Scoring could be the biggest struggle for the Finnish team, which only has two legitimate score-at-any-time threats — Teemu Selanne, the overall leading scorer at the Oly tourney in 1998, and Jere Lehtinen. One big downer: Saku Koivu, who along with Selanne had 10 points in Nagano, is no longer on the team. Speed is a strength, though, and is what makes them a scary squad on the wider ice. Goaltending might also be a shaky area for Finland as it relies on youngsters like Jani Hurme and Felix Potvin.
"A veritable 'Who's Who?' of flash and dash" is one way Clement described the Russians stable of forwards, which includes the likes of Sergei Fedorov, Alexei Kovalev and Alexei Yashin. Throw Pavel Bure into the mix — the third-highest scorer in the '98 Games — if his broken hand is healed well enough by then and Russia is one mean, offensive machine.
The Russians defense isn't as strong, but Darius Kasparaitis and gang can hold their own. Nikolai Khabibulin is plenty capable of building an impenetrable brick wall in goal.
Clement calls Peter Forsberg Sweden's X, Y and Z factors. That doesn't bode well for the Swedes seeing as the talented forward's playing days have been put on ice for at least four months due to recent surgery on his left leg. Mats Sundin is Sweden's only other top-quality playmaker.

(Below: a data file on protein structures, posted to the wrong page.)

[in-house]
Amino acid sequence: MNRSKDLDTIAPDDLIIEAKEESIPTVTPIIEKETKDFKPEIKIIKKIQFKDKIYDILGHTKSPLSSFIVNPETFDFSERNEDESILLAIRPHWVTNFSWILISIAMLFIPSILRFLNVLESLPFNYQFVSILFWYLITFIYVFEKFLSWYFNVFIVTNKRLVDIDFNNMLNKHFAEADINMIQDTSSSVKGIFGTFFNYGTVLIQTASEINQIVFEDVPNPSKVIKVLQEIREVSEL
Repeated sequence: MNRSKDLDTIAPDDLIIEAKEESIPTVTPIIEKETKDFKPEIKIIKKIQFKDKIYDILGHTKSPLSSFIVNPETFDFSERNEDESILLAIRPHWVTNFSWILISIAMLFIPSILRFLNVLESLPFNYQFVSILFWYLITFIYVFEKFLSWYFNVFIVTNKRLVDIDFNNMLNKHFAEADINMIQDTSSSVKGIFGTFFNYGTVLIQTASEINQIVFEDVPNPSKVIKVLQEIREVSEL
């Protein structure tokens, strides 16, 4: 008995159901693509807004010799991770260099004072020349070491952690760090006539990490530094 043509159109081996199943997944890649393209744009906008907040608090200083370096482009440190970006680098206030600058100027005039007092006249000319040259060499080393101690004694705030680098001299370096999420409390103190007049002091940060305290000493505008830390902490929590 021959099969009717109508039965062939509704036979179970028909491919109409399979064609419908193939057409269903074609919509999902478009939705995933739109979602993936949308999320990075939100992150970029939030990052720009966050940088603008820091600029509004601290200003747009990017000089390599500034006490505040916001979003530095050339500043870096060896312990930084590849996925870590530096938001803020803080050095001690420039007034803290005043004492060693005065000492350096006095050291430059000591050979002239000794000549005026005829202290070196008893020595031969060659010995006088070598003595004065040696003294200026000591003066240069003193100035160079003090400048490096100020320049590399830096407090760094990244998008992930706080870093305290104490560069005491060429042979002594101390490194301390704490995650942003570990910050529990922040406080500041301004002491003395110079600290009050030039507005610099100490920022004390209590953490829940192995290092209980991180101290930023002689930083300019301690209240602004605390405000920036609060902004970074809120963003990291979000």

Sweden's new X-Y-Z factor? Goalie Tommy "Super" Salo. The NHL All-Star led the Utah Grizzlies to the IHL's Turner Cup championship after helping his homeland strike gold in the 1994 Olympics. Pang said Salo "may be the most underrated goalie in the NHL. There isn't any doubt in my mind that he and Sweden could win gold."
If the Slovakians can get into the final round using some subs, they might be able to make a serious medal run with all their NHL guys. Peter Bondra, Pavol Demitra, Marian Gaborik and Miroslav Satan are some of their top NHL scorers. Utah hockey fans will remember two of their other best forwards. Zigmund Palffy skated for the Salt Lake Golden Eagles in 1993-94 and Vladimir Orszagh played for the Utah Grizzlies for most of three seasons from 1996-98.